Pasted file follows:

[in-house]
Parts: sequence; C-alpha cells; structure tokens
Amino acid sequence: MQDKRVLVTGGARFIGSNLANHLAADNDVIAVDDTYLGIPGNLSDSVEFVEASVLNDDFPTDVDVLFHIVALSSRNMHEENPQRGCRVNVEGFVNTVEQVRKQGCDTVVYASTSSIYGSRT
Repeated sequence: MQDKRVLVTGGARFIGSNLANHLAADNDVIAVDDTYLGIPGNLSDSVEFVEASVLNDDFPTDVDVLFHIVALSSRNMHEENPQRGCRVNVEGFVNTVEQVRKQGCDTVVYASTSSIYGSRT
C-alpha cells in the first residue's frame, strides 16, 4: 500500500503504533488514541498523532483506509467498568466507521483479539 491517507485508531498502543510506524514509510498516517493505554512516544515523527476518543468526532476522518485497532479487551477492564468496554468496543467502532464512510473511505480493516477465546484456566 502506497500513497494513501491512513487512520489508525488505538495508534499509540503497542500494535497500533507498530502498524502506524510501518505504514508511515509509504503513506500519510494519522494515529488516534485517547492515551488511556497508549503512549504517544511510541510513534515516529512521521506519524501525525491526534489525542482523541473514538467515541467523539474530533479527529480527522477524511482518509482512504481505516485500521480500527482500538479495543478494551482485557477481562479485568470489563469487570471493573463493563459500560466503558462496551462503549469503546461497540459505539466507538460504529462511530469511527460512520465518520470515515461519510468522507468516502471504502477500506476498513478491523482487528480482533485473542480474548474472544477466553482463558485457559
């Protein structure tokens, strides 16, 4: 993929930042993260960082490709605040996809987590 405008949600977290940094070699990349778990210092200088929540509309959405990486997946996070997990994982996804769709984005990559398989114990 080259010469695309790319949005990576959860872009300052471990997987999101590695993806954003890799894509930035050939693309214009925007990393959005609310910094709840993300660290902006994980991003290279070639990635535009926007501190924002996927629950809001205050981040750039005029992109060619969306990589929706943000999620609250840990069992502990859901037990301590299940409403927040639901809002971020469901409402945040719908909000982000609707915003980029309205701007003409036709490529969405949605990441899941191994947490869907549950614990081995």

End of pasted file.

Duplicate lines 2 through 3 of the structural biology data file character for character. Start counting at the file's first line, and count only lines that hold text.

Parts: sequence; C-alpha cells; structure tokens
Amino acid sequence: MQDKRVLVTGGARFIGSNLANHLAADNDVIAVDDTYLGIPGNLSDSVEFVEASVLNDDFPTDVDVLFHIVALSSRNMHEENPQRGCRVNVEGFVNTVEQVRKQGCDTVVYASTSSIYGSRT